The final total is $1.7B more than the Advance report projected a month ago. All groups but Relevant Retail were up slightly. The specifics were: Relevant Retail: -$0.3B; Gas Stations: +$1.0B; Auto: +$0.8B: Restaurants: +$0.3B. Sales vs August were down in all groups. As you recall, Total Retail $ales broke $600B for the 1st time in December. Although September $ were slightly below December, they were still the 8th highest of all time. Auto continues to have the strongest recovery with an annual YTD growth rate since 2019 of +11.8%. A spending dip in September is the “norm” in U.S. Retail. It is more important that for the 4th consecutive month, all groups were positive in all other measurements.

Now, let’s see how some Key Pet Relevant channels were doing in September.

  • Overall – 10 of 11 channels were down vs August but all were up vs September 2020 and September 2019. In YTD $, all were up vs 2020 and 10 vs 2019. September was the 9th biggest month in history for Relevant Retail.
  • Building Material Stores – Their amazing lift may finally be slowing. The surge came as a result of pandemic spending patterns developed in 2020. Consumers began focusing on their homes. Their Spring lift has slowed in 2021 but Building and Farm stores are still going strong. Sporting Goods stores have a similar spending pattern. Sales took off in May 2020, hit a record peak in December and continued strong into 2021, peaking in March. $ have slowed with a big drop in September, but YTD they are +47.7% vs 2019, an Annual Growth Rate of 21.5%!
  • Food & Drug – Supermarkets were +$77.7B in 2020. $ are down vs Aug. but YTD are on par with the 2020 binge. They are up 19.5% vs Sept. 2019 and 14.9% vs YTD 2019. Drug Stores were +$17B (+5.7%) for 2020. They had a record March. Sales have been stable since then, but all other measurements are positive and YTD $ are +7.6%.
  • General Merchandise Stores – $ in all channels fell in Jan & Feb then spiked in March. Monthly sales by channel have been slightly up or down since then but GM has been strong, +15% YTD. $ Stores & Clubs/SuperCtrs are leading the way with a combined annual growth rate of +8.8%. These channels promote value. Their success reinforces its importance to consumers. Disc. Dept. Strs $ fell 11.5%, but that’s much better than -19% in 2019.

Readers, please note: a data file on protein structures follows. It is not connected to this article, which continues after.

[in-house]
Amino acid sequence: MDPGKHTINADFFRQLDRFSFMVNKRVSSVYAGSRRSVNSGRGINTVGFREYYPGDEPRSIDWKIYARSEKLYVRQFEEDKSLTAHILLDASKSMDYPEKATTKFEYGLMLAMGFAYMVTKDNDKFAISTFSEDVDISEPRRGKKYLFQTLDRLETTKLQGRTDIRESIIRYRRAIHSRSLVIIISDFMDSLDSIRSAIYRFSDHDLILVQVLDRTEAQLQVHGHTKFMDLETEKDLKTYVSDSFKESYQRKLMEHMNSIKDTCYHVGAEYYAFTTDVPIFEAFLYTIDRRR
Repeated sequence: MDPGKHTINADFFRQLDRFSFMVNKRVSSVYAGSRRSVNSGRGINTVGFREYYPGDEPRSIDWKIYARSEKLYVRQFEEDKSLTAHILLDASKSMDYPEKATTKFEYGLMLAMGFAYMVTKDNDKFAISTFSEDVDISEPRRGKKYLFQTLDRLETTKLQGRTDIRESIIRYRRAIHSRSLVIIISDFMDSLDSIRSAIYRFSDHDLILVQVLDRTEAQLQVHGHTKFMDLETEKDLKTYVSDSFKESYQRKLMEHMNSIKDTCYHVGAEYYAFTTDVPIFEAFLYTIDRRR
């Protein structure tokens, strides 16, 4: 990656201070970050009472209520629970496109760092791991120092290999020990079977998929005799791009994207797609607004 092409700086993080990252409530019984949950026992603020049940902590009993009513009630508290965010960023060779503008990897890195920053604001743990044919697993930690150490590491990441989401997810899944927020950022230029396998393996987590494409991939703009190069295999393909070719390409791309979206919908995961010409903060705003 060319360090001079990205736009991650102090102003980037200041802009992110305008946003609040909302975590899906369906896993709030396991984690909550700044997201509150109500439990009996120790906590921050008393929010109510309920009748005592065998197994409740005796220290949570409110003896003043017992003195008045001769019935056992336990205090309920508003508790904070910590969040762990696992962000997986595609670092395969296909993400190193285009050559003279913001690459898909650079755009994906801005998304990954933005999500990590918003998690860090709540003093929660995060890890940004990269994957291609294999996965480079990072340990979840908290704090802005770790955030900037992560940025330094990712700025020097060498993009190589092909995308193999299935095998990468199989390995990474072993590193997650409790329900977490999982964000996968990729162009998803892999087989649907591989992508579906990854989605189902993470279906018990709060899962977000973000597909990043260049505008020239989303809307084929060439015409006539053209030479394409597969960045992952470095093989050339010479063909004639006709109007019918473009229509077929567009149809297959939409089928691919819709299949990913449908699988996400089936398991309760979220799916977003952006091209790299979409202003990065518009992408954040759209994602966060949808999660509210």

• Office, Gift & Souvenir Stores– $ fell from August but were +22.3% vs September 2020. The pandemic hit them hard. They are still down YTD vs 2019. Recovery is still a long way off, but their situation is improving.
  • Internet/Mail Order – Even their $ were down vs August but the pandemic continues to foster this channel’s growth. In September of 2019, their YTD growth was +14.1%. Now, their avg growth rate is +19.6% – up 39.0%
  • A/O Miscellaneous – This is a group of small to midsized specialty retailers – chains and independents. It includes Florists, Art Stores and Pet Stores (22>24% of total $). Pet Stores were usually essential, but most stores were not. In May 2020 they began their recovery. Their 2020 total sales were up +11.6%. September was their 3rd biggest month, and they had the only increase from August. YTD $ are +27.4% vs 2020 and +40.5% vs 2019.

Relevant Retail began recovery in May and set a $ record in December. $ fell in Jan & Feb, turned up again in March and began a monthly up/down rollercoaster. September $ are down but all but 1 channel are ahead of all 2020 & 2019 $. The key drivers are the Internet, SuperCtrs/Clubs/$ Stores and Hdwe/Farm. Now, the Advance numbers for October.

2020 was a memorable year for both its traumas and triumphs. In April & May we experienced the 2 biggest retail spending drops in history, but the problems actually began in March. Retail sales began to recover in June and in October, YTD Total Retail turned positive for the 1st time since February. In December, Total Retail broke the $600B barrier – a historic first. Sales fell from their December peak in both January and February but still set monthly sales records. Then they took off again in March, setting a new monthly sales record of $633B. April sales were down slightly but they took off again in May to set yet another spending record, $643.1B. June>Sept $ fell but then came back in October with the 3rd biggest $ month in history. All major groups were up from September and were positive in all other measurements for the 5th straight month. Some other areas of the economy are still suffering, some spending behavior has changed, and inflation has become a bigger factor in increases. However, consumers continue to spend “big bucks”, especially in Relevant Retail, and the overall Retail marketplace continues its strong recovery.

Total Retail – In March, Total Retail was $633.1B, a new record. In April, $ales dipped to $625.5B but were still $218.3B more than April 2020 – a record increase, more than double the size of last year’s record drop. In May, sales set another new record, $643.1B. June>Sept sales dipped slightly but stayed above $600B. October brought a resurgence with monthly sales of $634.6B, the 3rd biggest month in history. Moreover, the current YTD average annual sales growth rate since 2019 is 9.3%, the highest ever in records going back to 1992. INFLATION NOTE: Retail $ were +14.7% vs October 2020. Inflation was +6.2% so up to 42% of the lift came just from higher prices. The “Real” increase was +8.5%. In October 2019 (pre-pandemic) Retail $ were +3.7% over 2018. Inflation was 1.8%, 48% of the lift. This produced a “Real” increase of +1.9%. Long term, strong inflation can slow spending but right now, Retail is outperforming pre-COVID 2019.